Does v. School District of Elmbrook

Last modified 2012.03.14

  • Status Closed
  • Type Counsel
  • Court U.S. Court of Appeals, U.S. District Court, U.S. Supreme Court
  • Issues Public Schools, Religious Minorities

For nearly a decade, the Elmbrook School District near Milwaukee, Wisconsin, held its high-school graduation ceremonies in the sanctuary of an evangelical Christian church. A cross towered over the dais upon which graduation speakers addressed the audience and graduating seniors received their diplomas.

Students and parents sat in pews with Bibles and hymnal books directly in front of them, along with church promotional materials telling children that they were “God’s Little Lambs” and inviting all attendees to return to the Church so that they can “know how to become a Christian.” And guests encountered religious symbols, displays, and pamphlets on their way into the sanctuary.

In April 2009, we filed suit in federal court on behalf of nine District students, graduates, and parents, alleging that the Establishment Clause prohibits the District from holding its graduation ceremonies in a church. After we amended our complaint in June 2009, each side filed a motion for summary judgment. In July 2010, the court granted the school district’s motion for summary judgment and dismissed the case.

We appealed to the U.S. Court of Appeals for the Seventh Circuit. In September 2011, a divided panel upheld the trial court’s decision, by a 2-1 vote. In dissent, Judge Flaum observed that just as “well established doctrine prohibit[s] school administrators from bringing church to the schoolhouse,” the same prohibition applies “when administrators bring seminal schoolhouse events to a church.” Read our opening brief and reply brief to the Court of Appeals.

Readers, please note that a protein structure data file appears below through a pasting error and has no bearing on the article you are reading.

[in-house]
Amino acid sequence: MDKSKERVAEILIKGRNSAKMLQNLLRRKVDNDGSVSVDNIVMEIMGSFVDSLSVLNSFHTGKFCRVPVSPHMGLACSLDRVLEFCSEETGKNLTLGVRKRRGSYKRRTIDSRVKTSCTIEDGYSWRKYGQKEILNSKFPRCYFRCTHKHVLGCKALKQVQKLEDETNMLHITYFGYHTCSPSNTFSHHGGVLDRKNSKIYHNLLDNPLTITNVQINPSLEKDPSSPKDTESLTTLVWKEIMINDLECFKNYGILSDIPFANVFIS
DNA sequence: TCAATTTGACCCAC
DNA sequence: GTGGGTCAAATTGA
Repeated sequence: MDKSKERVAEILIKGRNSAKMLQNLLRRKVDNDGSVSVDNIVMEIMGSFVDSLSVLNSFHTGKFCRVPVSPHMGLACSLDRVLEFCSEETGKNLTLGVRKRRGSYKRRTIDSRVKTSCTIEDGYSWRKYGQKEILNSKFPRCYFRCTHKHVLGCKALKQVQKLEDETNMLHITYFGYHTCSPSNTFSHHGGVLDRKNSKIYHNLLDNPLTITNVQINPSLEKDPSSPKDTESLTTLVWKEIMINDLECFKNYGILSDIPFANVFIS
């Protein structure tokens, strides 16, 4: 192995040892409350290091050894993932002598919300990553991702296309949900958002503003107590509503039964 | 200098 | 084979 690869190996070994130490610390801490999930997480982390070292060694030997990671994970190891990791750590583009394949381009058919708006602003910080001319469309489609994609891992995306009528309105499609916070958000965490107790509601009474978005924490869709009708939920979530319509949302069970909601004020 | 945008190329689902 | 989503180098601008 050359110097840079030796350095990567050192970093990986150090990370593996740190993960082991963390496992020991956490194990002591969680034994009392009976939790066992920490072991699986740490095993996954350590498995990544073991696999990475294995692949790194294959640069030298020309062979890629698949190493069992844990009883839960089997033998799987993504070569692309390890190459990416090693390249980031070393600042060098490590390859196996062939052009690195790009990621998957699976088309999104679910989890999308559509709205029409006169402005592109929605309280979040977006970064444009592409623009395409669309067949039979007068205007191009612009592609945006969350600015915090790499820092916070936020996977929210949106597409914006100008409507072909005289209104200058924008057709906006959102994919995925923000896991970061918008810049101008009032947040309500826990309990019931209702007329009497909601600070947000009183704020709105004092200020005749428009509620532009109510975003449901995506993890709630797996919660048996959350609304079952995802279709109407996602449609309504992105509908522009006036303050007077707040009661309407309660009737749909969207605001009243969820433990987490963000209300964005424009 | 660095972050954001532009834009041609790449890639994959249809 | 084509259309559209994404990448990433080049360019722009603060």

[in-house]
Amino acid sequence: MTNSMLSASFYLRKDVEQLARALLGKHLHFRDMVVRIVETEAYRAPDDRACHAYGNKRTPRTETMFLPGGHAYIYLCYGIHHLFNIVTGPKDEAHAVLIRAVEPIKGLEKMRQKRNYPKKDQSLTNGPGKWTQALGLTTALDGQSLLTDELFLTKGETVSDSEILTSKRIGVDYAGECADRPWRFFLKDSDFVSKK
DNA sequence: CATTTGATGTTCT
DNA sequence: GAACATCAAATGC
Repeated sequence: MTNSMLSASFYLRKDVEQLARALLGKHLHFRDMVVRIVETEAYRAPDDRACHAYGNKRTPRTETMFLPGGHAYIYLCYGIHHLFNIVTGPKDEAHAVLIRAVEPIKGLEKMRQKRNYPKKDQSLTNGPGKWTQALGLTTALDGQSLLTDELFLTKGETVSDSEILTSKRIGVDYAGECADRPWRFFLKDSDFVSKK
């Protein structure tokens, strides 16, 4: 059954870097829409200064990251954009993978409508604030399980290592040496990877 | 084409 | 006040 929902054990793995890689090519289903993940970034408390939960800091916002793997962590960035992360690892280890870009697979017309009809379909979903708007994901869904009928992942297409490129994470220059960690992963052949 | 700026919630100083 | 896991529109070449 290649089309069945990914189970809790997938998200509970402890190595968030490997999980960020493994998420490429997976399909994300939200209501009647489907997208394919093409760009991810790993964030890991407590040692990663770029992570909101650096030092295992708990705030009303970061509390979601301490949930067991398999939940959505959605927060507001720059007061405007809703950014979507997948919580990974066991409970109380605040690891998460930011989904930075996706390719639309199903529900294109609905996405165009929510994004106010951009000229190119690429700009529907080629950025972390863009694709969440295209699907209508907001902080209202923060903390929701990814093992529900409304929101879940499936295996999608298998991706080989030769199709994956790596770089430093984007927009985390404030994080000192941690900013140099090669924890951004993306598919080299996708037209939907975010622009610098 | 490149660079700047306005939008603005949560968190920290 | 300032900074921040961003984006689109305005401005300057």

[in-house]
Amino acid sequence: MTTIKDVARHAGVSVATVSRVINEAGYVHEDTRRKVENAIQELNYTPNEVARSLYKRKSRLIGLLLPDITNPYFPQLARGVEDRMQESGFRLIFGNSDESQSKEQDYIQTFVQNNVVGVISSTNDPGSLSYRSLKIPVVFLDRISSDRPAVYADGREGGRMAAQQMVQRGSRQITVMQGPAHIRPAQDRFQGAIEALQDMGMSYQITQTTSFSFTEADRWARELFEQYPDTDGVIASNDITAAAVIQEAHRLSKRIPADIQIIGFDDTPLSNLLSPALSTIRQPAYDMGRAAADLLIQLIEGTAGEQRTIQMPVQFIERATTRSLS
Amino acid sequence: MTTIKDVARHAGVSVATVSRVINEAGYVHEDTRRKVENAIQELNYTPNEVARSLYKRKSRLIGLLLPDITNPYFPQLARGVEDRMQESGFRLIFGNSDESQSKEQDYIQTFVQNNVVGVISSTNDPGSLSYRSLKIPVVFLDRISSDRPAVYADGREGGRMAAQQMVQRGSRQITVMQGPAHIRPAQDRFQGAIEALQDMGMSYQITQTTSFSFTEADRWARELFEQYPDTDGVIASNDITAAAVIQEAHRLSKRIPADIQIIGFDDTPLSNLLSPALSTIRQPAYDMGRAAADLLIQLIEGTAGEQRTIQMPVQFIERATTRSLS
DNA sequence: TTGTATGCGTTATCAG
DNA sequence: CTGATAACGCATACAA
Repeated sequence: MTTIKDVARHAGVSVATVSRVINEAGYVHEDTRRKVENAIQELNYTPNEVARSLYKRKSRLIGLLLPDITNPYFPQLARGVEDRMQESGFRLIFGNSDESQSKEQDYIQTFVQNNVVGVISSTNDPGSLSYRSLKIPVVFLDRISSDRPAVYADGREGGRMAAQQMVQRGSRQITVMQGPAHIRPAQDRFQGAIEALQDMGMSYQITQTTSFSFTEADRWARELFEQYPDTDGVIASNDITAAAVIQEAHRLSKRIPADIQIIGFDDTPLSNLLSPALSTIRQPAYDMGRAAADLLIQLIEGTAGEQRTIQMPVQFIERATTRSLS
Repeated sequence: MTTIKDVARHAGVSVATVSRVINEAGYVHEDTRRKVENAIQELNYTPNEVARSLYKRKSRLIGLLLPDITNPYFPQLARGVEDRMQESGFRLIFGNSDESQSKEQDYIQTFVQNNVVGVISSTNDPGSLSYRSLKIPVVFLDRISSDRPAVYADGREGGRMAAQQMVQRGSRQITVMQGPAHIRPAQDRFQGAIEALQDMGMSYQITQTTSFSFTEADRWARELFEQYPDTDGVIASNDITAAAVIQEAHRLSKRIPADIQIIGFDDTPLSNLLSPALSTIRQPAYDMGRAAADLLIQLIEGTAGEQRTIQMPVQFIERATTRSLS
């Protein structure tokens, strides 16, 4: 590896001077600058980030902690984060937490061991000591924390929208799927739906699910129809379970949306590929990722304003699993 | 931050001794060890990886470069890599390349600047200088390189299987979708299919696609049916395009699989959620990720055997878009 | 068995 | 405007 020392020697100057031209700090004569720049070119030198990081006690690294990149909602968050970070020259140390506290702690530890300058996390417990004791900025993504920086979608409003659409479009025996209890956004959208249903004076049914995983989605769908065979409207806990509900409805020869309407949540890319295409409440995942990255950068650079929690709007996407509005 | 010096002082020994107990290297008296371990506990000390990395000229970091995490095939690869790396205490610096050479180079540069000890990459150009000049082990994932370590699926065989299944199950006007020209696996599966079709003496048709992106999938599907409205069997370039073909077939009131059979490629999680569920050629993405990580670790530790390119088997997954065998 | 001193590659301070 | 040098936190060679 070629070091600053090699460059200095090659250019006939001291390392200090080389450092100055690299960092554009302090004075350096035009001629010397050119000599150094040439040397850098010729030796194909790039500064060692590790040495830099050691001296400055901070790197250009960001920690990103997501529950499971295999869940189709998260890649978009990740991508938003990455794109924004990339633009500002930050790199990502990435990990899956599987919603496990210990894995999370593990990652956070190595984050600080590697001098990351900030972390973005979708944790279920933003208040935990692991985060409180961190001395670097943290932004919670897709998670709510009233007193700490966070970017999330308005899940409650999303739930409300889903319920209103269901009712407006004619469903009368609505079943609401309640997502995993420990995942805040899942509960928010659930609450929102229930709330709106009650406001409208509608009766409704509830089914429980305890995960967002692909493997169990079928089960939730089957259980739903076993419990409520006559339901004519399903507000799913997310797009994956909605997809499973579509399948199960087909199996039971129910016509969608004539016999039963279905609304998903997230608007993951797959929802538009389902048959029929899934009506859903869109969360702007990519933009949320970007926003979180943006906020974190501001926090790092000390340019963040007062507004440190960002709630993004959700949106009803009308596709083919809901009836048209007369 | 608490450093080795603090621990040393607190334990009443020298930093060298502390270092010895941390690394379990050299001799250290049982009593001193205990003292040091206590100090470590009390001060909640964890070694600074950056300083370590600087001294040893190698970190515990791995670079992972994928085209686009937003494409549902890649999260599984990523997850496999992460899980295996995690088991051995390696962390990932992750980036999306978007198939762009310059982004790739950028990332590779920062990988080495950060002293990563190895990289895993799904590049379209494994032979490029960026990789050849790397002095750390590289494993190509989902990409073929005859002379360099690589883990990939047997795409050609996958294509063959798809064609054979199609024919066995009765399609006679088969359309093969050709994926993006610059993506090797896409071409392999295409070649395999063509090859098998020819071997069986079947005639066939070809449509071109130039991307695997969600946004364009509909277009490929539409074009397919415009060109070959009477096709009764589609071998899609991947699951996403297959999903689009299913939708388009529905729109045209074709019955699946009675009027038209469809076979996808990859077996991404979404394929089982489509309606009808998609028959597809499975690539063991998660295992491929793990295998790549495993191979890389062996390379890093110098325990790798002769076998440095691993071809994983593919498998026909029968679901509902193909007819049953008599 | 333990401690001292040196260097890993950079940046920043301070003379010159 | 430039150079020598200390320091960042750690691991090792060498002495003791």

In October 2011, we moved for a rehearing before the entire Seventh Circuit. The court granted our request for rehearing, and in July 2012 ruled in our favor by a vote of 7 to 3. The Court held that the use of Elmbrook Church for graduation was unconstitutional, becuase it endorsed religion and coerced students into religious participation.

The school district sought review from the Supreme Court. In June 2014, the Supreme Court denied review of the case, thus preserving our victory in the Seventh Circuit. Justice Scalia, joined by Justice Thomas, dissented from the denial of reviewRead our brief in opposition to Supreme Court review.

In October 2014, we and the school district agreed to a settlement of the remaining issues in the case. Under the settlement, the school district is prohibited from holding any future graduation or senior honors ceremonies at the church, and it also paid damages to the plaintiffs.

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